Philippine Literature in English, because it is in English, carries with it the concept of colonialism. Even as it is so, it can reach the proportion of a “minor” literature only compared to the canonical European/Anglo-American masterpieces. If this literary ideology is already revolting, it is more so with the peripheralization of “minority” literature—gay, women’s, prison, popular, etc.—in the Philippines. The twice-removed Philippine Literature from the Margins, the literature in the vernacular included, is so neglected that in the last decades, commissions in the arts and education aiming to showcase the original beauty of Philippine culture have intensified contributions for the advancement and full flowering of this culture. The University of the Philippines, for instance, completes the triumvirate of universities tasked at publishing the Panitikan series in the hope of, first and foremost, presenting the richness and color of literature in the islands. All the same, Philippine Literature in English remains “the most vigorous as well as the most promising Philippine Literature” primarily because of two reasons: the perceived prestige of its use of English as medium and the possibility of the Filipino writers’ works becoming integrated to the greater body of world literature. In the case of the choice of the short story genre, this “true representative and product of contemporary age…continues to reflect, to express, life in all its manifestations,” beside the notion that it “is the most popular form of literature in the country….[T]he output in short stories is richer and more significant than that of any other form of literature.” The decision to study the novel genre is influenced by the fact that “the novel [is] the most interesting genre in the considerable body of Filipino Literature in English today” because it is the writers’ way of “confronting the historical crisis” bedeviling the nation, having been colonized and, therefore, “unable to either accept or to change [its] history.” It is inescapable that the Filipino writers in English, as in any Philippine language, will write about their country because they are writing as Filipinos, whether consciously or unconsciously. In the case of the authors of the fictions under study, Rosario Cruz Lucero was not just able to explore slices of Filipino life and Vicente Garcia Groyon, a larger picture of it; more specifically, these Negros-rooted fiction writers were able to produce works that manifest the lushness and potency of the West Visayan culture, “a society whose milieu is largely rural, its rhythm pastoral and its concerns sometimes pre-technological.” While Feast and Famine (Quezon City: UP Press, 2003) and Sky Over Dimas (Manila: DLSU Press, 2003) are both set in Negros Occidental, they capture nonetheless the imagination of a Hiligaynon country, an imagination that, having been articulated in the dominant language of the current lone world superpower, the US, may “situate Hiligaynon literature in its niche in world literature.” How is West Visayas imagined by two Bacolod-linked writers in English? The origin of the Philippine Short Story in English may be traced in the UP, where the first crop of American English-bred Filipino intelligentsia, produced three ghost stories or tales in the maiden issue of the State University’s first literary journal, the College Folio, in 1910. The establishment of English as a vehicle for education and literary expression gained full ground by the 1920’s, and the “attrac[tion into magazines and writing organizations of] the most gifted literary men and women…hamper[ed] the technical development of writing in the native languages (i.e. Hiligaynon), and alienating the writers in English from the popular culture.” Jose Garcia Villa’s fiction anthology, Footnote to Youth, had by 1933 won accolade from American critic Edward O’Brien, and his annual project (until 1940) of selecting what he deemed as the best Filipino short stories in English served as a compass for the progress of the genre. While the derivation of style and elements was undeniably from the western patterns, the writers were aware of their necessity to veer away from their American and British prototypes. With the founding of Commonwealth Literary Awards in 1940, the same year when Salvador P. Lopez criticized Villa’s “art for art’s sake” through the socially-committed Literature and Society, this need for capturing a more Filipino short story in English with social utility was meeting destiny. The likes of Manuel Arguilla of La Union, NVM Gonzalez of Mindoro and later writers who would attempt to lay claim on a certain locality in their fiction provided the vital element of location in the progress of the short story in English. The publication of Nick Joaquin’s Three Generations in the Graphic marked 1940 as the onset of the new period in the literary scene, what with his fantastic weaving of English and dexterity at narration. The ravages of the World War II for a while halted Philippine Writing in English, which was to be resuscitated after the US’ bestowing of Philippine independence, with such developments as more honesty in sensual expression, setting of a handful of stories abroad, and tackling of ethno-cultural minority issues. Long before Latin American texts became part of the literary canon being taught in Philippine schools, the trend of marvelous realism like that in Joaquin’s stories shied away from conventional realism (as Feast and Famine did). The Philippines Free Press and the Carlos Palanca Memorial Awards having been founded in 1949 and 1950, respectively, another development in the post-war era emerged, as both contributed to the formulation of aesthetics in the short story genre. When the pre-Martial Law period ushered in, “the Filipino writer had mastered the English medium and familiarized himself with diverse techniques”16 as was evident in the works of Gregorio Brillantes, Gilda Cordero-Fernando, and Kerima Polotan. During this time when Ninothcka Rosca also began to emanate heat, the reigning themes included the quest for identity, crisis of illusion versus reality, and alienation. The Martial Law Years motivated writers to set aside personal epiphanies and to shift to more political concerns, even as the Marcos dictatorship has virtually paralyzed literary production, especially those that were antagonistic of the regime. The Ninoy Aquino murder in 1983 jolted Filipino writers from complacency about their role as social transformers, and that event that spiraled into the so-called People Power was a pre-cursor to the new flowering of Philippine Literature. The present scenario boasts of the younger generation of writers whose “chosen issues tend to be those of gender and sexuality, the environment, cultural identity, and individual freedom.”17 As the trend brings the Filipino writer closer to the world via globalization and the Internet, developments such as children’s literature, writing in the Diaspora, 1000-word-or-less flash fiction or “fiction that can be consumed in minutes”18 and stories written in the texting language provide prospects for the future of Philippine Short Stories in English. It is interesting to note that while the novel was mastered later than the short story, the former manifests a clearer position of imagining the nation than the latter, as may be gleaned in the fact that in the last quarter-century, many novels take the nation for a subject, albeit in varying degrees. From the naïve and sentimental A Child of Sorrow by Zoilo Galang in 1921, the historical novel The Filipino Rebel by Maximo Kalaw published in 1927 trail blazed what would be the theme and style of the post-war novels like NVM Gonzalez’ Winds of April in 1940, Stevan Javellana’s Without Seeing the Dawn in 1947, down to Kerima Polotan’s The Hand of the Enemy in 1962. The period saw the fiction in English taking three different courses, best embodied by the works of Bienvenido Santos, NVM Gonzalez and Nick Joaquin. Santos’ language approximates American English, Gonzalez’ is nuanced by the Philippine dialects and Joaquin’s flaunts the vivacity of Spanish. As the novel traipsed into the contemporary scene, it carried with it the Filipino short story in English’ same commitment of becoming more and more Filipino for its English to become less and less American-sounding. In the 1987 Criticism book Major and Minor Keys, Ricaredo Demetillo stated that a critic must ascertain that a literary work must not only be “beautiful as a work of art” but also socially functional, thus heaping praises for Edilberto Tiempo’s To Be Free and F. Sionil Jose’s novels for their catalytic role of helping fashion the society. Meanwhile, what Soledad Reyes called the “aesthetic-historical approach” encompasses the criticisms of Bienvenido Lumbera and Cynthia Lumbera in Philippine Literature: A History and Anthology and Caroline Hau in Necessary Fictions. Both books judge contemporary novelists in English to be engrossed in thinking and feeling Philippine, as reflected in today’s crop of works (i.e. Sky over Dimas). In short fictions as in long prose, the ripples of the Filipino identity continue to be in the works. In this study purposed at drawing connections between the Negrense/Hiligaynon psyche and milieu and the imagination of these in the two books, the reporter had to know that the Hiligaynon prose—one record of such culture—“aims to convey the theme of protest against the existing social structure.”19 What else? “…[R]ural poverty, children dying of malnutrition, desperate peasants burning sugarcane fields, violence both random and systematic, political ‘disappearances,’ lives warped by feudal values.”20 What more is said about it? “Most worthwhile stories deal with poverty strivings, sufferings, hunger, the gap between the rich and the poor, the lack of concern for one’s fellowmen, aspirations. Stories dealing with social involvement. Stories which can guide, touch the heart. Relevant themes leading towards a life under a democracy.”21 Who will escape the renowned impression that Hiligaynon is the Philippine counterpart of French as the language of love, what with its speakers’ characteristic as “cariñoso, or gentle and warm”22? “In general, the people of the Western Visayas are generous, kind-hearted, friendly, hospitable, indulgent, and liberal to a fault.”23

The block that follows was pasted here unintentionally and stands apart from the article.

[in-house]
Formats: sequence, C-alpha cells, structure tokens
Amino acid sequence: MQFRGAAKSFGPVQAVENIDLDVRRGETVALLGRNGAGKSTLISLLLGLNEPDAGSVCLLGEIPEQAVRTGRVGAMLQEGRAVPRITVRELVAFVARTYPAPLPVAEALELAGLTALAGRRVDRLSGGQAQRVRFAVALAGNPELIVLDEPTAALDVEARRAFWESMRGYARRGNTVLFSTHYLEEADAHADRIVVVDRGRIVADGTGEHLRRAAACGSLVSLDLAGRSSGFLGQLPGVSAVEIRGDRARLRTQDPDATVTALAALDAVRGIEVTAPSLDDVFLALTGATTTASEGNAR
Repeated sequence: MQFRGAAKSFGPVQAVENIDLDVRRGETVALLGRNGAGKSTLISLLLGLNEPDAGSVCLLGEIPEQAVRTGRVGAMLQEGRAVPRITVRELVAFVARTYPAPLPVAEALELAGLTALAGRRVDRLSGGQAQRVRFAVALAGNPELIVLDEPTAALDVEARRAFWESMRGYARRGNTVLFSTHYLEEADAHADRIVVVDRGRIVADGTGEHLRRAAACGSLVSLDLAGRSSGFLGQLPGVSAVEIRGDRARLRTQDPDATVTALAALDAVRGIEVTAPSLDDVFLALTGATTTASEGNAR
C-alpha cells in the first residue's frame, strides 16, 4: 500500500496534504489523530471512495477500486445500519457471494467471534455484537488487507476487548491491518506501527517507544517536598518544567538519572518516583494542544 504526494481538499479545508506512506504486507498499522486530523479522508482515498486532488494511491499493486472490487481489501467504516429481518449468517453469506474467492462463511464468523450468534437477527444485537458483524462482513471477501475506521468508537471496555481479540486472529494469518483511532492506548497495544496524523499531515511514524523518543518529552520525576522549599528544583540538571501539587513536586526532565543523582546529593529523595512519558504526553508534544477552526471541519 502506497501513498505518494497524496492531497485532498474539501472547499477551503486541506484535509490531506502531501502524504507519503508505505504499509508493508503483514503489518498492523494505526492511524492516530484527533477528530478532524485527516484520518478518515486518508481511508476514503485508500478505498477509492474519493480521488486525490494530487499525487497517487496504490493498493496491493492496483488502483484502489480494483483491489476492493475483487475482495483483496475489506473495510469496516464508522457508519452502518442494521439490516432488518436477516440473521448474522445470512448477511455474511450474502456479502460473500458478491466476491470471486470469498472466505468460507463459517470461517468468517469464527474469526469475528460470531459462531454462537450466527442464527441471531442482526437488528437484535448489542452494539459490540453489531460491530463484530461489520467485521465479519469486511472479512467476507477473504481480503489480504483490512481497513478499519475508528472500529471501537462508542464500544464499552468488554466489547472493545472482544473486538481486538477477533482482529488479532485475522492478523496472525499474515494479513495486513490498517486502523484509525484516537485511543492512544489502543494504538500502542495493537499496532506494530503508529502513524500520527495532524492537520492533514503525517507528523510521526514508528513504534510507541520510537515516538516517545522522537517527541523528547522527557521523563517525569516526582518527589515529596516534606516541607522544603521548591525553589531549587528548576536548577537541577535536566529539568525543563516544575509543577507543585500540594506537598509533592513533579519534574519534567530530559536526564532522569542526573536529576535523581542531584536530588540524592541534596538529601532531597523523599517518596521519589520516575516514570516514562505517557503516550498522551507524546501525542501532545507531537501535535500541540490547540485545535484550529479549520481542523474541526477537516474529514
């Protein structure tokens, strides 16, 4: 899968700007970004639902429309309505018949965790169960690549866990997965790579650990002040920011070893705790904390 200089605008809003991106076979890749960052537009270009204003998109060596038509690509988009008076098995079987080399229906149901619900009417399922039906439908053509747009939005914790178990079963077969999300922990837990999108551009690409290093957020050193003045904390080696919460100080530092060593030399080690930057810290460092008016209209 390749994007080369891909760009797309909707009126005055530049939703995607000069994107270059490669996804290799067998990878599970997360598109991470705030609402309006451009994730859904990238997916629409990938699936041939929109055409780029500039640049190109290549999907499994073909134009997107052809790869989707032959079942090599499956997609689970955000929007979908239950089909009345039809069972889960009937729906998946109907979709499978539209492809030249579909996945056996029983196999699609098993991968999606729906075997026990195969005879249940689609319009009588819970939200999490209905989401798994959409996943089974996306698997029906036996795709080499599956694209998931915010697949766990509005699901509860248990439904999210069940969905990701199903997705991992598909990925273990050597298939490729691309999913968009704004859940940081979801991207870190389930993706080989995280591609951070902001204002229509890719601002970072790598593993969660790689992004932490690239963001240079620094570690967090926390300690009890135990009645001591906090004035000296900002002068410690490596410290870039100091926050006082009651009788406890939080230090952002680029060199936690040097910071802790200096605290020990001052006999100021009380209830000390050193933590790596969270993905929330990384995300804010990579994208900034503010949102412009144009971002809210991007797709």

Bibliography: Arambulo, Thelma E. “Notes on the Short Story.” In Prism: An Introduction to Literature. Edited by Yolanda Tomeldan, et al. Mandaluyong City: National Bookstore, 1986. Balarbar, Corazon V. “Philippine Literature in English in Perspective.” In Gems in Philippine Literature. Pasig City: National, 1989. Bernad, Miguel A., SJ. “Philippine Literature: Perpetually Inchoate.” In http://www.geocities.com/icasocot/phil_lit.html Dalisay, Jose, Jr. Y. “The Filipino Short Story in English: An Update for the ‘90s.” In The Likhaan Anthology of Philippine Literature in English. Gemino Abad, Gen. Editor. Quezon City: University of the Philippines Press, 1998. David, Milagros and Josephine Serrano. “The Philippine Short Story in English.” In English Communication Arts through Afro-Asian Literature. Quezon City: Phoenix Publishing House, 1976. De Jesus, Noelle. “Introduction.” In Fast Food Fiction: Short Short Stories to Go. Pasig City: Anvil, 2003. Groyon, Vicente Garcia. Sky over Dimas. Manila: De La Salle University, 2003. Hidalgo, Cristina P. “The Philippine Short Story in English.” In an unpublished draft for a textbook to be used in the UP Open University, written 2003. _________. “The Philippine Novel in English.” In an unpublished draft for a textbook to be used in the UP Open University, written 2003. Hosillos, Lucila V. Hiligaynon Literature: Texts and Contexts. Quezon City: Aqua Land Enterprises, 1992. __________. “Introduction.” In Bahandi-i. Marcella, Juanito, Editor. Manila: Lyceum Press, 1970. Legasto, Priscelina P. “Literature from the Margins.” In Philippine Post-Colonial Studies. Hidalgo, Cristina P. and Priscelina P. Legasto, Editors. Quezon City: UP Press, 1993. Lucero, Rosario Cruz. Feast and Famine: Stories Of Negros. Quezon City: UP Press, 2003. __________. “Introduction.” Sugilanon. Manila: DLSU Press, 1991. __________. Dulaang Hiligaynon. Quezon City: Ateneo de Manila University Press, 1996. Mojares, Resil. “Foreword.” In Feast and Famine: Stories of Negros. Lucero, Rosario Cruz. Quezon City: UP Press, 2003. Villareal, Corazon. Translating the Sugilanon: Re-framing the Sign. Quezon City: UP Press, 1994.  Legasto, Priscelina P. “Literature from the Margins.” In Philippine Post-Colonial Studies. Hidalgo, Cristina P. and Legasto, Priscelina P., Editors. Quezon City: University of the Philippines Press, 1993, 46-49. Ibid.   “Mula sa Pabliser.” In Dulaang Hiligaynon. Rosario Cruz Lucero, Collector. Quezon City: Ateneo de Manila University, 1996, vii. The other two are the Ateneo de Manila University and the De La Salle University.  “Mula sa Pabliser.” In Dulaang Hiligaynon. Rosario Cruz Lucero, Collector. Quezon City: Ateneo de Manila University, 1996, ix.  Bernad, Miguel A., SJ. “Philippine Literature: Perpetually Inchoate.” In http: //www.geocities.com/icasocot/phil_lit.html  Arambulo, Thelma E. “Notes on the Short Story.” In Prism: An Introduction to Literature. Edited by Yolanda Tomeldan, et al. Mandaluyong City: National Bookstore, 1986, 3-8.  David, Milagros and Josephine Serrano. “The Philippine Short Story in English.” In English Communication Arts through Afro-Asian Literature. Quezon City: Phoenix Publishing House, 1976, 152-153.  Hidalgo, Cristina P. “The Philippine Novel in English.” In an unpublished draft for a textbook to be used in the UP Open University, written 2003, 3.  Ibid.  Dr. Lucero grew up and spent her pre-UP years in Bacolod City, Negros Occidental; likewise, Groyon’s mother, as told by Dr. Lucero to the reporter, hails from the said provincial capital. DLSU-Taft-based Groyon, according to the “Notes on Contributors” in the first Ladlad: Anthology of Philippine Gay Writing (Pasig City: Anvil Publishing, Inc., 1994), has taught in DLSU-Bacolod.  Villareal, Corazon D. Translating the Sugilanon: Re-framing the Sign. Quezon City: UP Press, 1994, 8.  The fictions under study being an imagination of the bewitchingly beautiful Hiligaynon culture, the reporter takes the liberty of considering them as Hiligaynon Literature in English.  Hosillos, Lucila V. “Preface.” In Hiligaynon Literature: Texts and Contexts. Quezon City: Aqua-Land Enterprises, 1992, v.  Hidalgo, Cristina P. “The Philippine Short Story in English.” In an unpublished draft for a textbook to be used in the UP Open University, written 2003, 8. 16 Balarbar, Corazon V. “Philippine Literature in English in Perspective.” In Gems in Philippine Literature. Pasig City: National Bookstore, 1989, xxvii. 17 Dalisay, Jose, Jr. Y. “The Filipino Short Story in English: An Update for the ‘90s.” In The Likhaan Anthology of Philippine Literature in English. Gemino Abad, General Editor. Quezon City: UP Press, 1998, 150. 18 De Jesus, Noelle. “Introduction.” In Fast Food Fiction: Short Short Stories to Go. De Jesus, Noelle, Editor. Pasig City: Anvil, 2003, xv. 19 Lucero, Rosario Cruz. “Introduction.” Sugilanon. Manila: DLSU Press, 1991, v. Translation by Dr. Villareal. 20 Mojares, Resil. “Foreword.” In Feast and Famine: Stories of Negros. Lucero, Rosario Cruz. Quezon City: UP Press, 2003, vii. 21 Hosillos, Lucila V. “Introduction.” In Bahandi-i. Marcella, Juanito, Editor. Manila: Lyceum Press, 1970, xi. Translation by Dr. Villareal. 22 Villareal, Corazon. Translating the Sugilanon: Re-framing the Sign. Quezon City: UP Press, 1994, 13. 23 Hosillos, Lucila V. Hiligaynon Literature: Texts and Contexts. Quezon City: Aqua-Land Enterprises, 1992, 4.